A car for the head
One of the problems with modern car design has been the thickening of door and window pillars, which restricts the view out. Much of this has to do with regulations and safety, but certainly a higher driver position always helps those of us at the older end of the age spectrum to get in and out more easily. A compromise, and a superbly comfortable smallish four door, would be the Honda Civic. Indeed What Car? consistently voted it one of the most comfortable and ergonomically excellent cars. The driving position is slightly raised, which gives a better view, and the model does not seem to have such thick pillars. Certainly Nicholas and Jacqui, who have experience of a Volvo, will find the amount of interior space more than adequate. So I don't think the Honda can be faulted on practical grounds, and this model also comes with a brilliant reputation for reliability. Also, if they choose the 1.6 petrol engine, the average fuel consumption is a creditable 42mpg. Within the £5,000 budget they can buy from a dealer a well-equipped 2004 1.6 SE with 40,000 miles on the clock.
A car for the heart
Personally I think the Honda Civic is perfect, but in case Nicholas and Jacqui miss the huge amount of space in their old Volvo estate perhaps they should consider a smaller people carrier, which combines a higher than average driving position with useful extra space. Something like the Renault Kangoo pretty much has it all, with a raised seat and plenty of glass all around, so that even reversing is not a chore. The van-based Kangoo is not for everyone, but I think that it would be perfect for them, as the wide opening tailgate and rear sliding doors are very useful. There is also the Ford Focus C-Max which does have good all round visibility and is much more conventional, being a taller Focus. Their £5,000 would buy a 2004 1.6 Zetec model. The choice of Kangoo engine could be crucial. It depends on just what sort of load they plan to lug around, and also if fuel consumption is a priority. The 1.2 petrol version manages 40mpg, but a 1.5 diesel gets to 53.3 mpg. They could get a 2006 1.2 or a 1.5 DCi for their £5,000. But only a test drive will truly help them decide which way to go.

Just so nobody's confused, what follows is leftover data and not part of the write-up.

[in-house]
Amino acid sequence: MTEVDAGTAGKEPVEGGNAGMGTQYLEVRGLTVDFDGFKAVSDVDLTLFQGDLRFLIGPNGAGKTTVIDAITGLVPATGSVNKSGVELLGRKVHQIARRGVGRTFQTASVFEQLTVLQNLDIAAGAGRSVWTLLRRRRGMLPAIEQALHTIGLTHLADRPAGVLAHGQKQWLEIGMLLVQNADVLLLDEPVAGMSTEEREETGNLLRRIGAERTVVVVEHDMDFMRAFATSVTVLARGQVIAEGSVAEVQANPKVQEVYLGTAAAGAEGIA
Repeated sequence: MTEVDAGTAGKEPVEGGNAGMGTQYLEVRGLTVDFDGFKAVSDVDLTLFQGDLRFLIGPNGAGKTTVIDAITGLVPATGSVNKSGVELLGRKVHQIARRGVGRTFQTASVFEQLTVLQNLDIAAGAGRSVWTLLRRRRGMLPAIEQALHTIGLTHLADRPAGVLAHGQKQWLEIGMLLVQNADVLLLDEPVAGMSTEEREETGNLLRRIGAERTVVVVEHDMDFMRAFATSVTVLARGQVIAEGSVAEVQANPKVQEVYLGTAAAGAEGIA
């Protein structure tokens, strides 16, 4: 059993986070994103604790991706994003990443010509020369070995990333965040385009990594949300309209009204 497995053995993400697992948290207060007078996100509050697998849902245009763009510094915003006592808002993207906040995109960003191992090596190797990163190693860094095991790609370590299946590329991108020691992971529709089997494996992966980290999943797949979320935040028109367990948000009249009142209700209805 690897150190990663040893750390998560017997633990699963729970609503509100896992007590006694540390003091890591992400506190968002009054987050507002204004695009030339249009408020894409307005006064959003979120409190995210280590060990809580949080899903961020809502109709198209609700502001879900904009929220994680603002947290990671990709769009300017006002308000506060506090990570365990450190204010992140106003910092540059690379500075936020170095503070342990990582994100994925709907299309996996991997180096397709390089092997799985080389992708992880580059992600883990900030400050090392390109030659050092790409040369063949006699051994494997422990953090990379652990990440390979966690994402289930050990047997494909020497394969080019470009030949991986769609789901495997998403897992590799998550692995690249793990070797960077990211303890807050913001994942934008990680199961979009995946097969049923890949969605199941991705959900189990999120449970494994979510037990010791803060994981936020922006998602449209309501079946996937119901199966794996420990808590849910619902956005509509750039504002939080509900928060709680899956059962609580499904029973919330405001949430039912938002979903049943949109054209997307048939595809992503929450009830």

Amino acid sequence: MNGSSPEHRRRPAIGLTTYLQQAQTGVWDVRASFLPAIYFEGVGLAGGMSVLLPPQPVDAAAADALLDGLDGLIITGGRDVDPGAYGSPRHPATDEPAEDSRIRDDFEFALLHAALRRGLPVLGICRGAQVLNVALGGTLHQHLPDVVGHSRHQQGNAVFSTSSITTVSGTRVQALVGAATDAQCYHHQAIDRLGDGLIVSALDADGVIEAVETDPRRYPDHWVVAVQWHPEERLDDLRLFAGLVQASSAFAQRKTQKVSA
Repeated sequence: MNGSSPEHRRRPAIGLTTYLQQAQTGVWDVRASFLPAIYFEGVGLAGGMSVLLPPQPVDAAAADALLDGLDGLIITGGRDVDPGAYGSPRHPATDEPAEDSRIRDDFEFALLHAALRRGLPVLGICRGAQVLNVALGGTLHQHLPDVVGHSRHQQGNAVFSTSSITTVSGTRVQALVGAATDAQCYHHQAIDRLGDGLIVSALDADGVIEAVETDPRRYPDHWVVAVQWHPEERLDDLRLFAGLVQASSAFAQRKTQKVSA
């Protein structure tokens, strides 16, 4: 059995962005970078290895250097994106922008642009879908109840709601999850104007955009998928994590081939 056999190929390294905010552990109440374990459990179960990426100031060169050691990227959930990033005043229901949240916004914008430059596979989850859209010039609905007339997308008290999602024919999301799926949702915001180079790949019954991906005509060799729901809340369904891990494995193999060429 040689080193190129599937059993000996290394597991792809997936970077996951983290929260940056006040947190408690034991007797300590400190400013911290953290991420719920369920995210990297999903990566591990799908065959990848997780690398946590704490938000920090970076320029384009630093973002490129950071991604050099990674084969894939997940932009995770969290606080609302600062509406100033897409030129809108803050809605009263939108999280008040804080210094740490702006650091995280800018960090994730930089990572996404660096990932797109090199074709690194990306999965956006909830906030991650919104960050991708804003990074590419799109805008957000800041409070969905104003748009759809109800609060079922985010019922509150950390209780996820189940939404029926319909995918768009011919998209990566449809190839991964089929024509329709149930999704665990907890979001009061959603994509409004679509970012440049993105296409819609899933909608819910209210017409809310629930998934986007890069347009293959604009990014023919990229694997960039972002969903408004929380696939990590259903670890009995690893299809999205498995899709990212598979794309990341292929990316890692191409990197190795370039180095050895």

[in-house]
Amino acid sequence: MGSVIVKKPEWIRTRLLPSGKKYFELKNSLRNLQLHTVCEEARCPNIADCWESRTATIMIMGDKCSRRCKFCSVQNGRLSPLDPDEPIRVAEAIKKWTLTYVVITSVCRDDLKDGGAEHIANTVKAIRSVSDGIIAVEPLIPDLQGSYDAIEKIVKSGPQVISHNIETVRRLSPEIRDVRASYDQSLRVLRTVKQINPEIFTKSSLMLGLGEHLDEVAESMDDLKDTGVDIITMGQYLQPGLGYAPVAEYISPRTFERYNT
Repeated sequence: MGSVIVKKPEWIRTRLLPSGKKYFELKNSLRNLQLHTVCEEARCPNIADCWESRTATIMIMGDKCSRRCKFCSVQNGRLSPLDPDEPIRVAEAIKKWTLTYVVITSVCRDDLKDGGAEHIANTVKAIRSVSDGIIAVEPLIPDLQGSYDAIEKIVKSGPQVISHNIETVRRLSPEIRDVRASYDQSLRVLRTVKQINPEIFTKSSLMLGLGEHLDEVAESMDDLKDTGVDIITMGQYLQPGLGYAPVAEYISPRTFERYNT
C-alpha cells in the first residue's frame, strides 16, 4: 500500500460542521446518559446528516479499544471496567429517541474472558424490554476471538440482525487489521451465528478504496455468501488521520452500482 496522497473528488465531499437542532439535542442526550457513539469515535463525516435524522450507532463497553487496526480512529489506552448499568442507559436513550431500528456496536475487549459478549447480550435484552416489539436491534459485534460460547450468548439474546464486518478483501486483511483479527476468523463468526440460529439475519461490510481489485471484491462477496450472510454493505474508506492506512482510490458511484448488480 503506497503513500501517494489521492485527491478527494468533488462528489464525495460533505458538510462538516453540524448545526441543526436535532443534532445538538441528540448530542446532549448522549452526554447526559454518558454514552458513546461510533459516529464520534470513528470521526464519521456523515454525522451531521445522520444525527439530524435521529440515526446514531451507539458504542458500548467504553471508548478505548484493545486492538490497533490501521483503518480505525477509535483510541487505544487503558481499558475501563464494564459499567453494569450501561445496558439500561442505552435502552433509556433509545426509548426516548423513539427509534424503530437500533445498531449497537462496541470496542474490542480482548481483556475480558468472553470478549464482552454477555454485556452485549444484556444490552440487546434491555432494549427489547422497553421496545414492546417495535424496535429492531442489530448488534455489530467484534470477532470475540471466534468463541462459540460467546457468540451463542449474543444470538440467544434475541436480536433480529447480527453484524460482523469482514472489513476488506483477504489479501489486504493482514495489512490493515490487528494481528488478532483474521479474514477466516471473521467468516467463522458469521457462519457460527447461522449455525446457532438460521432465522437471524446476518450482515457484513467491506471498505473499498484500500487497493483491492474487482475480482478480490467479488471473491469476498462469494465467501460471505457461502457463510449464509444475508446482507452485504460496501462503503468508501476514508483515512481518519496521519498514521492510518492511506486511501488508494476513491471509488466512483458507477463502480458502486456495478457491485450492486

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Please write to Car Choice, Features, Independent on Sunday, 2 Derry Street, London W8 5HF or email James Ruppert at firstname.lastname@example.org, giving your age, address and phone number, details of the type of vehicle in which you are interested, and your budget.Reuse content